• With the drought and all I wonder about how urban wildlife are getting by and perhaps that’s why this interesting fellow made a visit. He was hungry! My lack of feeling for the poor fish kind of surprised me, quite frankly. I feel a little callous! But I was simply fascinated with watching the bird move so deliberately, honing in on his prey! I think we “city slickers” just don’t get opportunities to witness animals in action, too often. It felt like a privilege. :-)

  17. I think it’s a good idea to let our children see and understand how nature works. But I am not sure I would have let the heron get away with my fish – if I had a goldfish pond, that is. I think it’s great that you let it happen for a valuable lesson for Karina. And you got some excellent photos of the culprit.

    • I was quite surprised there were any fish in the pond, Otto. I thought that raccoons had taken the few remaining long ago! I was suspicious that there was something the bird had noticed, but the whole event was quite a surprise. I am not sure we’ll be restocking any time too, soon, however. That seems a little cold blooded to me. :-)

  18. What a colourful swan! Oh dear! We used to have a fish pond and the kookaburras would be swirling overhead desperate to take our fish. In the end I covered the pond with a fine wire mesh otherwise the birds would have eaten the lot. Karina seems to have coped well with the tragedy and you certainly were quick with your camera to capture these images xx

    • I didn’t even know we still had fish in the pond! We haven’t added any for at least a year, and I never see them under the lilies. Such a surprise all around. I was fascinated…the guilt didn’t come in until later. :-)

  19. You have one firecracker there, Debra! Papa’s going to have to buy new fish! Hahahaha! And thank you for ID’ing the raiding bird. They do pop up here in Long Beach once in a great while but this is the first time I can really see what they look like thanks to your LAPD photography skills. You must be a forensic photographer! :-)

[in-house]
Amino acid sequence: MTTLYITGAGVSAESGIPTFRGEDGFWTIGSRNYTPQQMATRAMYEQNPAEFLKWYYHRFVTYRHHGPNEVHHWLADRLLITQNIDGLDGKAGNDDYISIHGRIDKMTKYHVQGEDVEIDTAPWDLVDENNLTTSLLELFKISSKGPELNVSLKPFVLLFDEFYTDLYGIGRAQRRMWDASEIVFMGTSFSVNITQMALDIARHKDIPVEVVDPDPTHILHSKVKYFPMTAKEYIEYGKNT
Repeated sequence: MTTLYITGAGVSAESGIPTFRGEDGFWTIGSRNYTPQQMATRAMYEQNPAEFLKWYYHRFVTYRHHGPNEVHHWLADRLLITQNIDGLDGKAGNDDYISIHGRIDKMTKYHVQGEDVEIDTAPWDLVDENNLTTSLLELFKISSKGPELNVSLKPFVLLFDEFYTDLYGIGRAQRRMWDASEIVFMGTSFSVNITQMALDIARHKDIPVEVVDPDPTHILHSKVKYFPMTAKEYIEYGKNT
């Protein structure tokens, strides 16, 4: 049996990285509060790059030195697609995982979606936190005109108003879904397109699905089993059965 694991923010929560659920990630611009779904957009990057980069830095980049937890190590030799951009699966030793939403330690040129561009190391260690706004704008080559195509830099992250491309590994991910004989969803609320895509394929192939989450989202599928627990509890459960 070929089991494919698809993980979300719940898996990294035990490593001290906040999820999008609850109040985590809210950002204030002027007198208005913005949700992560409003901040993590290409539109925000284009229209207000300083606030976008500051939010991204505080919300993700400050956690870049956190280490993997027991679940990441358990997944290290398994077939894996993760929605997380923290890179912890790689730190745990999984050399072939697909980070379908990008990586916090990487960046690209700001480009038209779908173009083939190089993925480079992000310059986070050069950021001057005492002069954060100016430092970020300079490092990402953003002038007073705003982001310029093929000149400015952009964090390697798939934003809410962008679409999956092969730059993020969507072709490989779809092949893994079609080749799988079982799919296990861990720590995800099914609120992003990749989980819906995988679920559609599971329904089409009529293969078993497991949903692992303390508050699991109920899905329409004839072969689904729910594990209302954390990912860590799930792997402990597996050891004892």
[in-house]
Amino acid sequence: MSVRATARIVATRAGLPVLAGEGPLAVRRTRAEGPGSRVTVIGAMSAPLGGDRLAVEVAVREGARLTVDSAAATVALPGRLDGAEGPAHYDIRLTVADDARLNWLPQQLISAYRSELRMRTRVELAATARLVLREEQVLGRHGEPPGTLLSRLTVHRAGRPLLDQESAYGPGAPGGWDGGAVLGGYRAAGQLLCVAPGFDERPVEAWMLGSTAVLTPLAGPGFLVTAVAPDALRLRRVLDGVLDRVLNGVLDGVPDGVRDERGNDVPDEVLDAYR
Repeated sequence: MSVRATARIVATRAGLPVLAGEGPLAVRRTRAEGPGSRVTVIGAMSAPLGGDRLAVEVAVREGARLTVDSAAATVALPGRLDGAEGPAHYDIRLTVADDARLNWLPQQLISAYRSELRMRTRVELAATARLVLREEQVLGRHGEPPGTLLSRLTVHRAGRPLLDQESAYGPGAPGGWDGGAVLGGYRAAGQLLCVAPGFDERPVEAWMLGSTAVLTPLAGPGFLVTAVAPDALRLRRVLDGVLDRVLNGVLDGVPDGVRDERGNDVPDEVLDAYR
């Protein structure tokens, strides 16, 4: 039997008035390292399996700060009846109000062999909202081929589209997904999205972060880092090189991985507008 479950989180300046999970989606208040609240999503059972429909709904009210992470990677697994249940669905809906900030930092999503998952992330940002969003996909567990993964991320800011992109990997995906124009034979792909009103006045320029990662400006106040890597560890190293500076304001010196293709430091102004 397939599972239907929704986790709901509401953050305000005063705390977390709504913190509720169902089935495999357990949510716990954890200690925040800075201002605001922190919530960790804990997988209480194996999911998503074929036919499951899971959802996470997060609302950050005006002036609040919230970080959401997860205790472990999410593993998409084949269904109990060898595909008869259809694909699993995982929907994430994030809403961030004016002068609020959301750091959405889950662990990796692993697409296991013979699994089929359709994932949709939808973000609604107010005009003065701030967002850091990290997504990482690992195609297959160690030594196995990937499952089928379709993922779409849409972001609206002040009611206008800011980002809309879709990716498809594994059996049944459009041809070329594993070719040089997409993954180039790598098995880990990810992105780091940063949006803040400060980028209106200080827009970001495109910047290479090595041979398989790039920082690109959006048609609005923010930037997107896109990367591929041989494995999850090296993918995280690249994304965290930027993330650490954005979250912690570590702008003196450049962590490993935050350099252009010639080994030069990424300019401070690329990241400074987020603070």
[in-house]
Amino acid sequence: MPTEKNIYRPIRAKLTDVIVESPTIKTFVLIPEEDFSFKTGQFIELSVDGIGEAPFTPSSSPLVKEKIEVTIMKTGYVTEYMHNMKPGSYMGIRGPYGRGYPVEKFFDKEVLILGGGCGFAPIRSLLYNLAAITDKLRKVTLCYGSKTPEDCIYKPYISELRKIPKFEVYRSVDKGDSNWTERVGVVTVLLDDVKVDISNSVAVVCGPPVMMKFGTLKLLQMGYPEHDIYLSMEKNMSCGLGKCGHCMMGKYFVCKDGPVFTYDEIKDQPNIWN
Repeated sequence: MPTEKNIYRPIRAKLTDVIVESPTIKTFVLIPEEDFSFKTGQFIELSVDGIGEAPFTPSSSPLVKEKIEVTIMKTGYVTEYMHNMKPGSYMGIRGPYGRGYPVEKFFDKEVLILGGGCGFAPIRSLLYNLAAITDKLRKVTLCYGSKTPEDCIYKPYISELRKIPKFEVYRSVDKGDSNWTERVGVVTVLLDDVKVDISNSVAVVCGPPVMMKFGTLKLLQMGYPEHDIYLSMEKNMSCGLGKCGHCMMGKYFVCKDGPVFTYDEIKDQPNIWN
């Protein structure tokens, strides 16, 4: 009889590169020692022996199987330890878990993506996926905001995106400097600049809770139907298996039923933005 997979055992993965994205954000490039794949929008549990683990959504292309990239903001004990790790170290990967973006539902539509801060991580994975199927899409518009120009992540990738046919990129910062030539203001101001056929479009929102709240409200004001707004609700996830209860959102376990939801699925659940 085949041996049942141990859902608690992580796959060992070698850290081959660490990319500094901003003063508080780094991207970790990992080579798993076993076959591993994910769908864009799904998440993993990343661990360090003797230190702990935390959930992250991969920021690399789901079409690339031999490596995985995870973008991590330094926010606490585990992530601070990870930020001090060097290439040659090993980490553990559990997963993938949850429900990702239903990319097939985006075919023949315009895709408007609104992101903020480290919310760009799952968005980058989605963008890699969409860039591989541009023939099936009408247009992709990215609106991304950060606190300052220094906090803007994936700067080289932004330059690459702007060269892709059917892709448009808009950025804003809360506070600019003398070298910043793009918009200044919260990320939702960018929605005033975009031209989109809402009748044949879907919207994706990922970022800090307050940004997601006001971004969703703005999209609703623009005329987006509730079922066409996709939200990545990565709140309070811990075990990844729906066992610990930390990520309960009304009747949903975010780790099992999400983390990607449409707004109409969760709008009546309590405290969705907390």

• I haven’t seen the offending bird return, and I do wonder if he’s the one who previously took the few fish we keep in the pond. I am still just amazed at the whole experience. I took more than one hundred photos to end up with a few that were good, and I was really lucky that the ones with the fish came out alright. As often happens, I am aware of how we benefit from digital photography! :-) Not sure I’d be a very good forensic photographer. I get a little squeamish. :-)

    • No, I think that may have been the end for this particular bird, unless we go ahead and buy more fish! There were only a couple in the pond to begin with. :-) I keep thinking I may see him snooping a bit just to see if we’ve been shopping, but so far, no! :-) Thanks for the comment about the camera work. I got very lucky! I took dozens that were a complete bust. Ha!

  20. Wow, Debra, that’s one big bird! Poor fish. And aren’t kids a hoot?!

    Sorry to have been absent from the blogosphere recently. We were without internet for two weeks, and then I was in the US for nearly another two. Gosh, I’m glad to be home in Cuenca.

    Hugs from Ecuador,
    Kathy

  21. I’m sorry that I haven’t visited your blog for a little while. I just came back from my two-week vacation from Spain last week, now I’m busying with organizing my travel photos… This is such a beautiful post, love these bird captures, Debra!

  22. That’s a heron? Hmm, well maybe the bird I saw at a local park was a crane after all. I asked a semi-expert and she said we don’t have cranes in Indiana. How would they keep one out? Put up a sign saying “No Cranes Allowed!” ? So cranes can read? Anyway, how are you going to protect your goldfish? I was at the Lily estate here a few weeks ago and they have lots of fountains, etc. They had this very small pond with large goldfish in it so there must be a way to keep goldfish safe. It was somewhat hidden with a lot of bushes around it. Here’s a link that might help: http://www.ehow.com/how_2280736_protect-pond-fish-predators.html
    This property was loaded with all kinds of trees and flora so there were birds around too. I had forgotten about it, I might do a post on it even though I wasn’t wild about my photos.

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  24. What a great story! The photos, the set-up, the punchline. We used to see those birds when we walked the dogs along the Don River in Toronto. I didn’t know their range extended all the way to SoCal.